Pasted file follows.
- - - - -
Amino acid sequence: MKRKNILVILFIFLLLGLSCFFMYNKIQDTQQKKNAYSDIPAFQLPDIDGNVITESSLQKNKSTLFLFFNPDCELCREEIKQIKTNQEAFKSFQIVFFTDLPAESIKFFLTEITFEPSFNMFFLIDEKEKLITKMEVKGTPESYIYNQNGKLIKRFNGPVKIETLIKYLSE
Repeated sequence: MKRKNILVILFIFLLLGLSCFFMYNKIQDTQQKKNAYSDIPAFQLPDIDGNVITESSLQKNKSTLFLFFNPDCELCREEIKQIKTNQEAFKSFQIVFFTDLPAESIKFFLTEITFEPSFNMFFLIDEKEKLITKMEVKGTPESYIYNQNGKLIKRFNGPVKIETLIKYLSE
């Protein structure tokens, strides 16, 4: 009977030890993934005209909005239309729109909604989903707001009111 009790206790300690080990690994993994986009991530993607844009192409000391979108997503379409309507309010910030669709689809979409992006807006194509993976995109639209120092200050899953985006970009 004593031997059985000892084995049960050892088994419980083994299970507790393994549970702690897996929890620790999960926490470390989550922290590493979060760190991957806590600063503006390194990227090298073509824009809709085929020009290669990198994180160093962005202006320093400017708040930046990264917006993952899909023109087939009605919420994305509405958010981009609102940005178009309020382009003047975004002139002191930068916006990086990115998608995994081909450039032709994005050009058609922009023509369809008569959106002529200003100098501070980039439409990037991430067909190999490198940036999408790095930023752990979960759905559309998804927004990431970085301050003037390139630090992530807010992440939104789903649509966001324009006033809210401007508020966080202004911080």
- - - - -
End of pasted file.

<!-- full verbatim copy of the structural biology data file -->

Amino acid sequence: MKRKNILVILFIFLLLGLSCFFMYNKIQDTQQKKNAYSDIPAFQLPDIDGNVITESSLQKNKSTLFLFFNPDCELCREEIKQIKTNQEAFKSFQIVFFTDLPAESIKFFLTEITFEPSFNMFFLIDEKEKLITKMEVKGTPESYIYNQNGKLIKRFNGPVKIETLIKYLSE
Repeated sequence: MKRKNILVILFIFLLLGLSCFFMYNKIQDTQQKKNAYSDIPAFQLPDIDGNVITESSLQKNKSTLFLFFNPDCELCREEIKQIKTNQEAFKSFQIVFFTDLPAESIKFFLTEITFEPSFNMFFLIDEKEKLITKMEVKGTPESYIYNQNGKLIKRFNGPVKIETLIKYLSE
């Protein structure tokens, strides 16, 4: 009977030890993934005209909005239309729109909604989903707001009111 009790206790300690080990690994993994986009991530993607844009192409000391979108997503379409309507309010910030669709689809979409992006807006194509993976995109639209120092200050899953985006970009 004593031997059985000892084995049960050892088994419980083994299970507790393994549970702690897996929890620790999960926490470390989550922290590493979060760190991957806590600063503006390194990227090298073509824009809709085929020009290669990198994180160093962005202006320093400017708040930046990264917006993952899909023109087939009605919420994305509405958010981009609102940005178009309020382009003047975004002139002191930068916006990086990115998608995994081909450039032709994005050009058609922009023509369809008569959106002529200003100098501070980039439409990037991430067909190999490198940036999408790095930023752990979960759905559309998804927004990431970085301050003037390139630090992530807010992440939104789903649509966001324009006033809210401007508020966080202004911080």